As the Chinese proverb goes, “The palest ink is better than the best memory.” If you don’t capture the conversation and put into a form that can be easily retrieved later, the thinking and the agreements can be lost.
Meeting notes aren’t a necessary burden. They’re a powerful way to influence others. They help inform people who weren’t there about what happened and remind those who were there about what agreements they made. You can use them to keep everyone on the same page and focused on what you all need to get done before you meet next.
If you are working to reduce the number of people who attend your meetings, the notes take on more importance because people love to be included and informed. Sharing a summary of the meeting is an important part of working on engagement.
Here’s what works: Distribute concise, clear notes about the meeting. Historically, minutes were like court transcriptions, capturing everything that was said during the meeting. This is not what you want. A single page will suffice for most meetings. The intent is not to re-create the discussion but to capture the key points and the specific commitments for each topic, so that non-attendees have a sense of what happened and all have a record of who will take further action.
These notes should state each topic you discussed, the key takeaways, and a list of specific actions that will be taken, by which people, and by when.
Write and distribute the meeting summary within 24 hours, if not sooner. Your ability to remember and capture the essence of each conversation lessens with each passing hour. Sending the summary out within an hour or by the end of the day also demonstrates a sense of urgency.
Follow up on commitments
Persistence is a key influence skill. If you want anything to happen, you must follow up, follow up, and follow up.
A university president once asked me to come do a training for a group of faculty and alumni because he thought they lacked leadership skills. He had pulled the group together two years prior to discuss starting a new school of journalism. They had a productive meeting and everyone was excited about the project. He had told them he was willing and able to provide whatever support they needed as they got the initiative off the ground. But two years later, nothing had happened and the president was convinced it was because the people in that meeting didn’t have the right skills.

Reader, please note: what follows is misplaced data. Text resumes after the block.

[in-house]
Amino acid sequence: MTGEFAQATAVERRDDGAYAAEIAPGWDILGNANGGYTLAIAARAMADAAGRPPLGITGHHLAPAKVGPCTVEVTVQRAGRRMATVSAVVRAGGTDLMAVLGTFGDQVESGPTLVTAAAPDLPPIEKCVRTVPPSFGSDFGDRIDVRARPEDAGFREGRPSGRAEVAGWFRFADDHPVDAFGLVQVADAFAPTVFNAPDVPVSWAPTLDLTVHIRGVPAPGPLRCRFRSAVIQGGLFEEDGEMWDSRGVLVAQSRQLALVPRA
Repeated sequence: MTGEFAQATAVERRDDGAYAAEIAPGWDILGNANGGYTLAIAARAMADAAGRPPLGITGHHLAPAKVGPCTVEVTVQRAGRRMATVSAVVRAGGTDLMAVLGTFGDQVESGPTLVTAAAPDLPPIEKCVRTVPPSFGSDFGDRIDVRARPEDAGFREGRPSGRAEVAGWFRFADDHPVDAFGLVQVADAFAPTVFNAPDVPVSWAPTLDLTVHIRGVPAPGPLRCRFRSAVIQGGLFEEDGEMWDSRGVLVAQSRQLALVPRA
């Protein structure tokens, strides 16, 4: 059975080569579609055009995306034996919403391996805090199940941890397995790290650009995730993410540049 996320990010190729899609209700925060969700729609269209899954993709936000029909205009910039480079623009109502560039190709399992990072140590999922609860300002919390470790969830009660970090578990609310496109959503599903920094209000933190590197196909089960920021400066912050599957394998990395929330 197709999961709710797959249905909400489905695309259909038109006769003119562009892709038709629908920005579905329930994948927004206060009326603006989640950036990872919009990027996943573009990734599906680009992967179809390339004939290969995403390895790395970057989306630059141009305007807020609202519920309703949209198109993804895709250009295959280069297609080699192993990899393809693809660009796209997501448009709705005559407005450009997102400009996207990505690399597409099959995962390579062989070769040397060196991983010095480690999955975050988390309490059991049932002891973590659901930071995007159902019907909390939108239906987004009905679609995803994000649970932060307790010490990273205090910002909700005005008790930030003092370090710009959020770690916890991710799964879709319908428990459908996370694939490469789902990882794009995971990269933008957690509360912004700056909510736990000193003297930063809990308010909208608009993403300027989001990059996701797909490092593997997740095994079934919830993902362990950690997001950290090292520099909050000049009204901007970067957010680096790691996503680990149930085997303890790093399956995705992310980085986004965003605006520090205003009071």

But, in reality, he didn’t have a new journalism school because he hadn’t followed up. If he’d checked in with the group two weeks after the meeting, then followed up every few weeks until the project was up and running, it likely would’ve been a different story. Perhaps he would’ve learned that people in the room did have some skill deficits but he could’ve helped take care of those while they pushed the project forward.
Often managers, like this president, think that people are self-starters—natural leaders who only need an idea and the autonomy to pursue it. Talented, committed people do not always do what they say they will do, and we shouldn’t be surprised when they don’t. People are pulled in all different directions and overwhelmed with too much work. If you want a project to be completed, you have to follow up closely and consistently. Otherwise, rich ideas easily fall by the wayside.
Some managers are concerned that close follow-up might be interpreted as micromanaging. They don’t want to be accused of not trusting people to perform. In reality, consistent follow-up is a necessary part of project leadership.
Here’s what works:
Games in education is a hot topic these days. Teachers are trying to figure out how to use video games to benefit the education of their students. That’s difficult when entertainment games and educational games seem to exist as separate industries catering to separate worlds.
But somehow, it worked in the 90s. Blockbuster educational games resulted from a collaboration between education experts and game designers. Unlike today, the industries overlapped. Equal focus on creativity, educational value, and fun resulted in games children wanted to play.
Giving it time
In 2015, it’s reasonable to expect an app to be created within thirty days. New technologies and programs are produced at an alarmingly fast rate.
In the 90s, The Logical Journey of the Zoombinis and other highly popular games were often in development for over a year, in part because the developers tested multiple versions on children. It wasn’t about making a ton of money. It was about finding where peak learning and peak fun met.